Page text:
The third amended complaint avers that of the nine companies, of which the plaintiff was receiver, and for which he was bringing his suit, five were operating companies engaged in mining coal and shipping it in interstate commerce, employing in all about 870 men, and mining an annual product when working to their capacity valued at $465,000, of which 75 per cent. was sold and shipped to customers outside of the state. Of the five operating companies, one was under contract to operate the properties of two of the others, and four nonoperating companies were each financially interested in one or more of the operating companies, either by lease, by contract, or by the ownership of all or a majority of their stock. The defendant the United Mine Workers of America is alleged to be an unincorporated association of mine workers, governed by a constitution, with a membership exceeding 400,000, subdivided into 30 districts and numerous local unions. These subordinate districts and unions are subject to the constituttion and by-laws, not only of the International Union, but also to constitutions of their own.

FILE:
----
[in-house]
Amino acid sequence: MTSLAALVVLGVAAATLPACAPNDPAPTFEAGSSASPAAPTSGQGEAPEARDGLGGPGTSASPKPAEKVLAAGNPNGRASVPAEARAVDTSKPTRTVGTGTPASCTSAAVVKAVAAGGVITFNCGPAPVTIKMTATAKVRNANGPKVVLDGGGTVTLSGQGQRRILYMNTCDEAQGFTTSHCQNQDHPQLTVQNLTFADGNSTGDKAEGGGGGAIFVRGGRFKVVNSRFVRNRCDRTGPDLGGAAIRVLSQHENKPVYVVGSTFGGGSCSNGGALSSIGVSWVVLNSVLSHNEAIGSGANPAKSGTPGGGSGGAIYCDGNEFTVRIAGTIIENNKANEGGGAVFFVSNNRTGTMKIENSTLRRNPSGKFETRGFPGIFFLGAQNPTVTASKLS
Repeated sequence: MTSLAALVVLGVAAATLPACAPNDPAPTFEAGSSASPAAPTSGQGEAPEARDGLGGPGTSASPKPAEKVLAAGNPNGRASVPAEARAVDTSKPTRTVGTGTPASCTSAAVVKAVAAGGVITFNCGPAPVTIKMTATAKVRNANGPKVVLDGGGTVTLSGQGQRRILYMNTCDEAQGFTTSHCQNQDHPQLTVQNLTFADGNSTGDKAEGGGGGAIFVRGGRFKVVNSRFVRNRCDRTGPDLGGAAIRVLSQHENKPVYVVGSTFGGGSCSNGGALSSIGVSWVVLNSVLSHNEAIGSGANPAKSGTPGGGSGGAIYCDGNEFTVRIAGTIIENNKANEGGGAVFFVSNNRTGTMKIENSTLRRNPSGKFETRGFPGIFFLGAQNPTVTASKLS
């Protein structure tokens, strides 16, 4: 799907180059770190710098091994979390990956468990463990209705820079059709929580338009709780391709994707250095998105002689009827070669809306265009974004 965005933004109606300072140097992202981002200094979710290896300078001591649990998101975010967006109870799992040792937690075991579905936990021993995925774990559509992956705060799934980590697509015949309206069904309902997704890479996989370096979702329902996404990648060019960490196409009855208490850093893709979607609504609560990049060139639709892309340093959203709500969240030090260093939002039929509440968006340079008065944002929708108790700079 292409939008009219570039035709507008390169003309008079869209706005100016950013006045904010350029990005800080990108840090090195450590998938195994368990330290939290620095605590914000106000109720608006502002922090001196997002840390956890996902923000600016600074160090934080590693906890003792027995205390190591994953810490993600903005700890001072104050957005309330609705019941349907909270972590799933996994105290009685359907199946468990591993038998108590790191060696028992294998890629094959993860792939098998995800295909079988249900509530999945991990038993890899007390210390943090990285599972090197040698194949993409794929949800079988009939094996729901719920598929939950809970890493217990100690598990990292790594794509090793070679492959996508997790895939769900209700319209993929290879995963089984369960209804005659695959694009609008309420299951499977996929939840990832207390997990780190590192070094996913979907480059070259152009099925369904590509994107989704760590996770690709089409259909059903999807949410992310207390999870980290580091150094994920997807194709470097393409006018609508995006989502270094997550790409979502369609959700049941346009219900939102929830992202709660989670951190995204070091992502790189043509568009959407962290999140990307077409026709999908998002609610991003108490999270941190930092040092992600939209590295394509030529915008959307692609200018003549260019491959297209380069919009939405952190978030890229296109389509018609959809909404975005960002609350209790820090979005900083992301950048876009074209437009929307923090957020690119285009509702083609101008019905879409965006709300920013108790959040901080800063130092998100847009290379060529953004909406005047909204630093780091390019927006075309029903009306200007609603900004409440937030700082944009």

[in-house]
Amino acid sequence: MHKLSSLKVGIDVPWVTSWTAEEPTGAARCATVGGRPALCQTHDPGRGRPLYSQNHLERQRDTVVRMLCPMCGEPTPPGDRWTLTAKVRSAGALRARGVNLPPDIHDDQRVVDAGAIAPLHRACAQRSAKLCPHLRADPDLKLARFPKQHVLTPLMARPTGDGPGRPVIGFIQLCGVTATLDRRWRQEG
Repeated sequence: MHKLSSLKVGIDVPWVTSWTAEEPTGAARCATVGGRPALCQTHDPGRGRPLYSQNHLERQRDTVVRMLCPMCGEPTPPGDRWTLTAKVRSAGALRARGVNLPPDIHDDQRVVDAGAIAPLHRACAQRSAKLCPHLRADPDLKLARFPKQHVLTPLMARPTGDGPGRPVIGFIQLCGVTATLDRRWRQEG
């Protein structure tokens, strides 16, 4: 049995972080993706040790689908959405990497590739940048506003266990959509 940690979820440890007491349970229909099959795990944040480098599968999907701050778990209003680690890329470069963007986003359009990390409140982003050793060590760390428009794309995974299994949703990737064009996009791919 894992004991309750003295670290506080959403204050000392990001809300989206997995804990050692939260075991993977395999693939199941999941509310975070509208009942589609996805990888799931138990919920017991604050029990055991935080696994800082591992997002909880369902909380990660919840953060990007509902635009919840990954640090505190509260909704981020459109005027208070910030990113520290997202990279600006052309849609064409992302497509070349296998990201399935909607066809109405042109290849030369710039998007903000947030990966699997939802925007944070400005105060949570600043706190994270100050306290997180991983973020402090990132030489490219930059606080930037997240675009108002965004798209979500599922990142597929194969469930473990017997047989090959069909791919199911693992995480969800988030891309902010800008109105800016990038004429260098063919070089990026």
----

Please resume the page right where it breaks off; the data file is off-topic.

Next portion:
The complaint avers that the United Mine Workers divide all coal mines into two classes, union or organized mines, operating under a contract with the union to employ only union miners, and open shop or nonunion mines, which refuse to make such a contract; that, owing to the unreasonable restrictions and regulations imposed by the union on organized mines, the cost of production of union coal is unnecessarily enhanced, so as to prevent its successful competition in the markets of the country with nonunion coal; that the object of the conspiracy of the United Mine Workers and the union operators acting with them is the protection of the union-mined coal by the prevention and restraint of all interstate trade and competition in the products of nonunion mines. The complaint enumerates 23 states in which coal mining is conducted, and alleges that the coal mined in each comes into competition in interstate commerce, directly or indirectly, with that mined in Illinois, Kentucky, Alabama, New Mexico, Colorado, Kansas, Oklahoma, and Arkansas, in the markets of Louisiana, Texas, Oklahoma, Nebraska, Kansas, Missouri, Iowa, and Minnesota, where, but for the defendants' unlawful interference, plaintiffs would have been engaged in trade in 1914; that the bituminous mines of the greater part of the above territory are union mines, the principal exceptions being Alabama, West Virginia, parts of Pennsylvania, and Colorado, which the defendant has thus far been unable to organize.